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Evidence-based gastroenterology

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Is anal sex harmful? Thoughts from a gastroenterologist…

So, after this careful analysis, here are my concluding thoughts on anal sex as a healthcare professional specializing in colon and rectal diseases:

Anal sex seems to significantly raise your risk of having fecal incontinence.
You probably just shouldn’t do it.
If you are going to do it anyway, don’t do it too frequently.
It seems like common sense, but use lots of lube.
When finding a partner for anal sex, smaller is probably better.

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What is the link between meat and cancer?

So what does this all mean? Should you never eat red meat? Is this the end of the bacon cheeseburger? Of course not! When faced with information like this we really need to step back and look at the big picture. How much do you enjoy eating a juicy steak or a grilled hot dog on a warm summer day? What is the purpose of life? What is the lifetime mortality of someone who never eats red meat? (Hint: it’s 100%.) Let’s not forget that red meat is also an excellent source of protein, iron, B vitamins, and zinc…oh, and it tastes pretty good too!

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I have Crohn’s disease. What should I eat? (Part one)

So what are some take home points about meat intake in Crohn’s disease?

Red meat (beef, lamb, pork [yes pork too!]) can be though of as pro-inflammatory foods.
It is reasonable to limit consumption of red meat to once or twice per week at most.
Fish is probably a good alternative to red meat.
These recommendations are based on very limited, low-quality data. Sometimes this is better than no data at all!

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Does aspirin prevent colon cancer?

For many years, the effect of NSAIDs on preventing colon cancer has been described. There are numerous studies showing a small but mostly consistent decrease in both the development of polyps, and the development of colorectal cancer with chronic NSAID use. However, thus far there has not been a recommendation to take NSAIDs specifically with the goal of reducing the development of colon cancer, since the risk of chronic NSAID use is thought to outweigh any benefit in cancer prevention.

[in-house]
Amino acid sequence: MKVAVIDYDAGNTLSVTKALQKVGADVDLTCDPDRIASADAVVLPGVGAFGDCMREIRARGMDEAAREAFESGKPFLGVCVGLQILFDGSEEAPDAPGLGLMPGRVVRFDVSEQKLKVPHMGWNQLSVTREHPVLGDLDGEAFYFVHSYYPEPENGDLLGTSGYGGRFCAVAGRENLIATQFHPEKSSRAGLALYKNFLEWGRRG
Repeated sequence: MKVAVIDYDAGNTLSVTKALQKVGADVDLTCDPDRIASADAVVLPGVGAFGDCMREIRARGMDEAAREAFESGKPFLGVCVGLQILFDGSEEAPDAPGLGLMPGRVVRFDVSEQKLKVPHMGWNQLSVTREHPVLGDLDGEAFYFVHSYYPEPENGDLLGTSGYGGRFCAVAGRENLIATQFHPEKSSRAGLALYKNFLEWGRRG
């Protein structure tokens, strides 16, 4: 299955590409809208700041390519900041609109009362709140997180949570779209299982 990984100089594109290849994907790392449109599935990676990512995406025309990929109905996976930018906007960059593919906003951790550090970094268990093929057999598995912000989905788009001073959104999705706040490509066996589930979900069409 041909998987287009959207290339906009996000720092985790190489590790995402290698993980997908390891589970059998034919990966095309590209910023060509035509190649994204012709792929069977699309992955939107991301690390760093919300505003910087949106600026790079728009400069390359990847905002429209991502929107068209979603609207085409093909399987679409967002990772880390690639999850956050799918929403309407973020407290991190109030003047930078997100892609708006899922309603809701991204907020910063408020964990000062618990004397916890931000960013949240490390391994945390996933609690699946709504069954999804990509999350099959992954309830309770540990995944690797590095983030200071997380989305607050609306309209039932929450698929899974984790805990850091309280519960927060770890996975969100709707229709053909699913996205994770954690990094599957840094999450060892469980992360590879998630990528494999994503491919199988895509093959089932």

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What are the risks of stopping Coumadin for an endoscopy or colonoscopy?

Is this common practice of bridging from Coumadin to an injectable anticoagulant back to Coumadin necessary? From a practical point, it is usually a major inconvenience for patients and doctors alike. Many patients are uncomfortable giving themselves injections at home. The injectable anticoagulants are sometimes expensive. Sometimes despite good instruction, they are administered incorrectly by the patient, or on the wrong dates. What if Coumadin was just held and later restarted without the bridging?

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Why do proton pump inhibitors increase the risk of enteric infections?

Some people seem to get “stomach bugs” all the time, while other people rarely have these issues. Vomiting, abdominal pain, fever, and diarrhea are the common symptoms of a variety of enteric infections that often start after the soon-to-be victim ingests the infectious organism. These bacteria have wonderful names like Salmonella, Shigella, Campylobacter, E. coli, Vibrio, and C. difficile, just to name a few. The symptoms of gastroenteritis and infectious colitis can range from a minor annoyance to life-threatening dehydration due to ongoing vomiting and diarrhea.

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